Tanaka, who struggled to navigate lineups multiple times during the regular season, averaged less than six innings per start in 2019. So did Paxton, who hasn't pitched into the seventh inning in a start since August. A bullpen game for Game 6 would be dubious, even with a 3-2 series lead, but so would starting Severino, who is still working his way back from a season-long injury and isn't fully stretched out. A Severino start would necessitate the use of multiple relievers - who, again, would likely be gassed. Ultimately, Boone is in a real bind due to this rainout, and that's before considering the implications for the Astros' pitching staff.

Cooper Neill / MLB / Getty Images

The postponement also affords Houston the opportunity to win the series in New York without requiring a bullpen game, which was also their initial plan for Game 4. Thanks to the rainout, the Astros can start Zack Greinke on normal rest against Tanaka on Thursday, and Justin Verlander on normal rest in Game 5, either to win the pennant or take a 3-2 lead. That puts the Astros in a pretty comfortable position, seeing as they only need to win one of their next three games to force a Game 7 in Houston on Sunday. Cole, who hasn't pitched in a losing effort since July 12, would be fully rested.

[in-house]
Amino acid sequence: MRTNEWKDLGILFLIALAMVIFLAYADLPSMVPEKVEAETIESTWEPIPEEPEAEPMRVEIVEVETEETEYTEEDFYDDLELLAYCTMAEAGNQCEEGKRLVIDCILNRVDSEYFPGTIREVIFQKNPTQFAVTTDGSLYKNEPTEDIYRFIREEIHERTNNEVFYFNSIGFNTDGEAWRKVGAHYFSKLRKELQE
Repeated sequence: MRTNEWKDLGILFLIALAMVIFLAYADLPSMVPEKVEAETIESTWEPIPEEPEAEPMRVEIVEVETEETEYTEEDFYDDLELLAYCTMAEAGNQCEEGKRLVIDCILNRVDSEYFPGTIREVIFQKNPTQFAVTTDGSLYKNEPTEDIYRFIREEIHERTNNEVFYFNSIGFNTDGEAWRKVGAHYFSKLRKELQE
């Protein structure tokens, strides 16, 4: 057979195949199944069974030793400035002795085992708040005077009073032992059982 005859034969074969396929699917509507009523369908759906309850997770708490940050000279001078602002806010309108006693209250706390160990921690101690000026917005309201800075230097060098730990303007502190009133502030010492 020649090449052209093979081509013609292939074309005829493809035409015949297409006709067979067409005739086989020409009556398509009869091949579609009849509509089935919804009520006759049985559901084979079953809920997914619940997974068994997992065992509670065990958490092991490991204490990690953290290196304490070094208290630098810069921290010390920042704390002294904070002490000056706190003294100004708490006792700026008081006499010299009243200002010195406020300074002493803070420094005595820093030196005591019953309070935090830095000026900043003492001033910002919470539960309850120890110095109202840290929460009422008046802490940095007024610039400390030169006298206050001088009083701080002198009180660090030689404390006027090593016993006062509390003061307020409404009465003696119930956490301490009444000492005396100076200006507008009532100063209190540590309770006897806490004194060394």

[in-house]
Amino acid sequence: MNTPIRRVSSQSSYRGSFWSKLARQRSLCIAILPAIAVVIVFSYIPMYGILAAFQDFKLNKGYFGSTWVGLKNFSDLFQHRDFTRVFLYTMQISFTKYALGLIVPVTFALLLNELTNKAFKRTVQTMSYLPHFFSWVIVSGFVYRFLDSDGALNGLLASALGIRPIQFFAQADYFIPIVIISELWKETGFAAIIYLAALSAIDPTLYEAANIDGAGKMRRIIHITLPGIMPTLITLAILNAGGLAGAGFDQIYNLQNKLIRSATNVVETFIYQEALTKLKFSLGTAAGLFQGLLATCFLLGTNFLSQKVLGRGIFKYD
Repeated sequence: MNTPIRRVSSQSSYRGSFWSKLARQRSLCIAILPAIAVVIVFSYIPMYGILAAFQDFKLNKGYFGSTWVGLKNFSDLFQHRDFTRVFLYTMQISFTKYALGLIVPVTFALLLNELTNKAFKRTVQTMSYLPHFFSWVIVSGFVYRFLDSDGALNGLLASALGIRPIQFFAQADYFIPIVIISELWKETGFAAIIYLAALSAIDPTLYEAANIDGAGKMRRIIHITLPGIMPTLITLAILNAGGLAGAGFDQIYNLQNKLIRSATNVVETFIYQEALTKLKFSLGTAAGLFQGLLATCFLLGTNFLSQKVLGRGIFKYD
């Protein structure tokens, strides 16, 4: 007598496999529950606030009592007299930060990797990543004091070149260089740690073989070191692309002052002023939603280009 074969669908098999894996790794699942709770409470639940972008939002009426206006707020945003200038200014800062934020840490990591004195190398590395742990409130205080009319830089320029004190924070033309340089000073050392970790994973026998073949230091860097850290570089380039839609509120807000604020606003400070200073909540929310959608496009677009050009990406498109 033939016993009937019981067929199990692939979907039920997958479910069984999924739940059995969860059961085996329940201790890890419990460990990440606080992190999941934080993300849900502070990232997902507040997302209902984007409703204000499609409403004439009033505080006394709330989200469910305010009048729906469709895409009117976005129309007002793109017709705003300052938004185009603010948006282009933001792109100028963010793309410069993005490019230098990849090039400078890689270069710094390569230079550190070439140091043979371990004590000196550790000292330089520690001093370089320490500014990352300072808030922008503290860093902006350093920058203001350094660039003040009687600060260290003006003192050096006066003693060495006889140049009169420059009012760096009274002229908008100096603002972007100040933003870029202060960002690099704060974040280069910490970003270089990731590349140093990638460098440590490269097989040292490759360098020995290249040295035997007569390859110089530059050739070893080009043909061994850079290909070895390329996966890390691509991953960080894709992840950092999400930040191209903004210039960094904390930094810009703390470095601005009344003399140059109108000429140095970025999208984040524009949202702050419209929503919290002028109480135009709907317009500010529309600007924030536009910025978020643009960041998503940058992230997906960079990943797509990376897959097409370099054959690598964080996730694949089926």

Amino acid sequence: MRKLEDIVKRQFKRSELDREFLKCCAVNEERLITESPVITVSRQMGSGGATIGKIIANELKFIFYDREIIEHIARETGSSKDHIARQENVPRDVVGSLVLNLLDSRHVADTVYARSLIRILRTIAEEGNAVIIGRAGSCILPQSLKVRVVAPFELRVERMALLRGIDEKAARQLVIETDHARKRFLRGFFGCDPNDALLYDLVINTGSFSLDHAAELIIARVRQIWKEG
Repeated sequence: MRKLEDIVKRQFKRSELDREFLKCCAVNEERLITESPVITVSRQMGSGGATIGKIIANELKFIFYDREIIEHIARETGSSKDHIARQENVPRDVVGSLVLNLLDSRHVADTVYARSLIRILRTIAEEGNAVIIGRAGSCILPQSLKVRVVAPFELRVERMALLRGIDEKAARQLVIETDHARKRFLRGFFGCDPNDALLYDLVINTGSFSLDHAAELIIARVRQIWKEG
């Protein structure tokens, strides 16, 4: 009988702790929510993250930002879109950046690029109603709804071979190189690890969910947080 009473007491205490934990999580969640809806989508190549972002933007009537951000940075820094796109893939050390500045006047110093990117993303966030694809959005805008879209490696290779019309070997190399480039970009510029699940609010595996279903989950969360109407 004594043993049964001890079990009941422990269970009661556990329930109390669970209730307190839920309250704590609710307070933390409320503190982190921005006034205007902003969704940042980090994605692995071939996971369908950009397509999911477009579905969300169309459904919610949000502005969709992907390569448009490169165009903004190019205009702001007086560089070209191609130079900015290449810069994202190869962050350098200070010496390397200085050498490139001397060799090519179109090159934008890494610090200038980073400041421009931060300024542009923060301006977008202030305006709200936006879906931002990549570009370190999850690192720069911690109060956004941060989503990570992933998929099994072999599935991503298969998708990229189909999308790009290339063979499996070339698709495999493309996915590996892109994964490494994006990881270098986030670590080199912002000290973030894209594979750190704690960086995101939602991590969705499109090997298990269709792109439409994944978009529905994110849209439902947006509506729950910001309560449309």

Ultimately, the Yankees are in a tough spot. Boone will have to be both creative and prudent with his bullpen machinations, and the Yankees' offense will have to pick it up, too - New York has mustered just a .668 OPS in the ALCS thus far. But this club proved invulnerable to even the most seemingly insurmountable setbacks this year, surviving injuries to Severino, Giancarlo Stanton, Aaron Judge, and, well, virtually everyone else.

Maybe they can also survive a little bit of rain.

Jonah Birenbaum is theScore's senior MLB writer. He steams a good ham. You can find him on Twitter @birenball.

Blame it on the rain? Game 4 washout puts Yankees in tough spot